Brawny Action Throwback Plane Violently Takes to the Sky
Plane is exactly the movie a viewer likely expects it to be: a 1990s-style action throwback where the heroes are big and brawny, the villains inhumanely evil, and the situation five steps beyond impossible to overcome. This is the type of jingoistic (and moderately xenophobic) thriller Sylvester Stallone, Chuck Norris, or Steven Seagal would have loved to have starred in during their respective heydays.
Star Gerard Butler has made a career out of violently pulpy material such as this. From Olympus Has Fallen to Law Abiding Citizen to Geostorm to Copshop to Den of Thieves, the actor seems to have found his B-movie niche and has embraced appearing in material like this body and soul. He never phones it in, and even if the movie itself does not work, no one can say Butler isn’t out there giving his all doing his darndest to keep the audience entertained.
The goofily sincere Plane is certainly no exception. In this purposefully violent riff on a tried-and-true scenario that goes all the way back to 1939’s Five Came Back, Butler stars as seasoned airline pilot Captain Brodie Torrance. He and his small crew are on a New Year’s Eve flight transporting 14 passengers to Tokyo. Joining them is accused murderer Louis Gaspare (Mike Colter), who is being extradited to the United States. He’s been on the run for over a decade, even spending time in the French Foreign Legion, and isn’t exactly eager to be shipped back home.
After a freak lightning strike knocks out the plane’s electronic instruments, Torrance and his co-pilot, Samuel Dele (Yoson An), manage to land their aircraft on a dusty dirt road located in the heart of a secluded island somewhere near the Philippines. This island is ruled by cutthroat pirates, who see instant dollar signs when a passenger plane falls from the sky right into their laps. Torrance is forced to turn to Gaspare to save the passengers from these vicious killers and get the damaged craft back in the sky, where it belongs.
That’s it. There’s nothing more. Plane crashes. Bad guys take passengers and crew hostage. The captain teams up with the fugitive to save them. The original story, written by Charles Cumming, and the resulting screenplay, co-written with J.P. Davis (The Contractor), do not do a single unexpected thing. Even a subplot involving the airline’s behind-the-scenes disaster team, which includes a wisecracking corporate troubleshooter played to cocksure precision by veteran Tony Goldwyn, doesn’t go anywhere surprising.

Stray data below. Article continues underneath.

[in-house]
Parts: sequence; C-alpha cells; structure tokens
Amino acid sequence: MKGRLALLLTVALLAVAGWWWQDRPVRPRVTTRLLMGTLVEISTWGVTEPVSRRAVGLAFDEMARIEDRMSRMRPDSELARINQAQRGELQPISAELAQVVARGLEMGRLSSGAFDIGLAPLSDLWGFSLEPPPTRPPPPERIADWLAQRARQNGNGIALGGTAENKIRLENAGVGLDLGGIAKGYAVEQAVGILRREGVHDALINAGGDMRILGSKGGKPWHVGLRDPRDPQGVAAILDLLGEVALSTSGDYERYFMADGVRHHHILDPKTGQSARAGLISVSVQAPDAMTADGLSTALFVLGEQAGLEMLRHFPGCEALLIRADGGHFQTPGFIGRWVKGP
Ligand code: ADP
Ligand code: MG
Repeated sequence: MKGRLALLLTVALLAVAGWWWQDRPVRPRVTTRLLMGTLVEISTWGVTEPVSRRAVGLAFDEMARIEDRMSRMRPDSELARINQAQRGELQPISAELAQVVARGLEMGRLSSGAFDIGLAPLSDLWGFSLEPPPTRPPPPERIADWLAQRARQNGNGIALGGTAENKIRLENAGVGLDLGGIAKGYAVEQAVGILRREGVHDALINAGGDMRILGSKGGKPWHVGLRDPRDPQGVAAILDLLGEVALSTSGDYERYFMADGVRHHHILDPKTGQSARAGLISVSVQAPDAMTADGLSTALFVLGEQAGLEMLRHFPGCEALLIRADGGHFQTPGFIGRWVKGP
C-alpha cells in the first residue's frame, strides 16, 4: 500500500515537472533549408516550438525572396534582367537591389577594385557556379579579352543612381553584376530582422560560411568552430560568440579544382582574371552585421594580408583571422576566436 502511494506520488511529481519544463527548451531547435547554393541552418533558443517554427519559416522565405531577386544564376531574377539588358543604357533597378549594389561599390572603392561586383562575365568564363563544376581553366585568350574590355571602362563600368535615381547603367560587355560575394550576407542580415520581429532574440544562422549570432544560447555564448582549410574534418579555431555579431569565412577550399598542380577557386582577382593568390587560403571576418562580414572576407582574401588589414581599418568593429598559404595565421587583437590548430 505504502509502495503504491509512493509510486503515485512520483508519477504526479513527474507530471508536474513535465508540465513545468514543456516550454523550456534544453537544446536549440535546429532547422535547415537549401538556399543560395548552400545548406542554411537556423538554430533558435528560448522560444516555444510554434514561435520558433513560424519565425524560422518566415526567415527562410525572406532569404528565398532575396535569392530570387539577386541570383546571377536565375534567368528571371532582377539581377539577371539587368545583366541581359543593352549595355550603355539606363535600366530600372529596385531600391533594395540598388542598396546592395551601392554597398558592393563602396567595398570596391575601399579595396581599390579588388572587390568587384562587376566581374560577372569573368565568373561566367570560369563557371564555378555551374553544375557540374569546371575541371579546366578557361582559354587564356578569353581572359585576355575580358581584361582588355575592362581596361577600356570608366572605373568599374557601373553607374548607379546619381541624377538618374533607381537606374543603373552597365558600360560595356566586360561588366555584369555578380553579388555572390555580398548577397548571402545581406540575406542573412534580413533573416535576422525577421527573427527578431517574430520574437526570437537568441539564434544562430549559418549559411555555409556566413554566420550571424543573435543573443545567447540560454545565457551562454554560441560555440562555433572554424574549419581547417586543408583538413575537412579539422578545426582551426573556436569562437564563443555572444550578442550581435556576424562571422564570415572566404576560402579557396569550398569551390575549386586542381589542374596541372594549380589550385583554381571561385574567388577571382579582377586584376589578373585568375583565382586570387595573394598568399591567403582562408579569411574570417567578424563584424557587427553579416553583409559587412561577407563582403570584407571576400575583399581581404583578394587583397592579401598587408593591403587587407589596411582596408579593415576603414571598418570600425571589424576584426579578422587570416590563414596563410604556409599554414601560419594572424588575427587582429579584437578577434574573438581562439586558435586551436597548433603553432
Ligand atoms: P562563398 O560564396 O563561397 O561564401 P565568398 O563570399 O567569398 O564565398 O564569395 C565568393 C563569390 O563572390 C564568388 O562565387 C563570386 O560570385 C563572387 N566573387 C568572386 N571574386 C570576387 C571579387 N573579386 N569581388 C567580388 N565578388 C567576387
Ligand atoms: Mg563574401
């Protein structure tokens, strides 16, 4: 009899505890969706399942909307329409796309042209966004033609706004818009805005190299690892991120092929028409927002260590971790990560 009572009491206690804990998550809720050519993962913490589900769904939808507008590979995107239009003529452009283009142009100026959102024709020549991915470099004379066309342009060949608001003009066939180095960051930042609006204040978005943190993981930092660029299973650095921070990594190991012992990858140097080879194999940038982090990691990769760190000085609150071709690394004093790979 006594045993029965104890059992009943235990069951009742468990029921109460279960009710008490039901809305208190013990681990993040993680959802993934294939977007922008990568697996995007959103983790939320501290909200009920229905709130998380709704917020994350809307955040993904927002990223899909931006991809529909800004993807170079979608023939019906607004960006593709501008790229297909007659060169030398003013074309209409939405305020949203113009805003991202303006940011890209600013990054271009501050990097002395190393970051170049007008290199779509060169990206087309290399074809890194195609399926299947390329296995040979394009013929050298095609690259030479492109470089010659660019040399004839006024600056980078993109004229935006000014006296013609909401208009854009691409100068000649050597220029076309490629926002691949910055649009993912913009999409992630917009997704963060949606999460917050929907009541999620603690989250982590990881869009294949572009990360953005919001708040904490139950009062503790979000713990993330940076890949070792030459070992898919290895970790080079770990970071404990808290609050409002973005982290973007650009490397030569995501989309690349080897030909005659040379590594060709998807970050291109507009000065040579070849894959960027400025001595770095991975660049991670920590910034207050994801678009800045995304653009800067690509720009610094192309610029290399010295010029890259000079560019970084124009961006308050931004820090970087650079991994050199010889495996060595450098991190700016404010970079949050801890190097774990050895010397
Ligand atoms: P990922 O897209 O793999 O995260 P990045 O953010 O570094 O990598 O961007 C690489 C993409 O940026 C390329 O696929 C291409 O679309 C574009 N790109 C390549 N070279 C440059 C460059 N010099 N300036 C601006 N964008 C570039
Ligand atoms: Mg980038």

This whole enterprise is as by-the-numbers as they come — and that’s just fine. Seasoned French director Jean-François Richet (Mesrine: Killer Instinct, Mesrine: Public Enemy No. 1) could handle a film like this in his sleep, and his confidence orchestrating all the blood-soaked and bullet-riddled mayhem is never in doubt. This is a sleek, fast-paced live-action cartoon, and Richet has no problem highlighting acts of abhorrent violence or reveling in forcefully pugilistic bouts of heroic derring-do in as explicitly eye-popping a manner as an R rating allows.
Butler is also up to the challenge. So is Colter, whose quietly ferocious performance is much stronger than the material honestly warrants. They make a solid pair, and while there isn’t a ton of dialogue, it’s apparent that each actor has no qualms about letting the other shine when appropriate — and yet is equally ready to fill the spotlight with their larger-than-life presence when the moment calls for that.
The exploitation level is high, especially in the depiction of the bloodthirsty pirates. They’re all dirty scum ready to slice and dice their hostages at the drop of a hat, fitting the stereotype of South Asian villainy to such a degree that it borders on unforgivable. But the film is thankfully so cartoonishly absurd that it almost gets away with this, but as the year is 2023 and not 1983, it’s a given that not everyone is going to agree with me on this and some will likely walk out of the theater disgusted that anyone anywhere would find this entertaining.
Maybe I should be offended as well, but I think Richet and his team get away with it. They’re slumming, but doing so with energy, enthusiasm, style, and go-for-broke ferocity. Plane achieves liftoff, and for old-school action fanatics, even if it doesn’t stick the landing, watching it skid wildly off the runway into a ditch with such raucous aplomb is as ridiculous as it is wonderful.
– Review reprinted courtesy of the SGN in Seattle
Film Rating: 2½ (out of 4)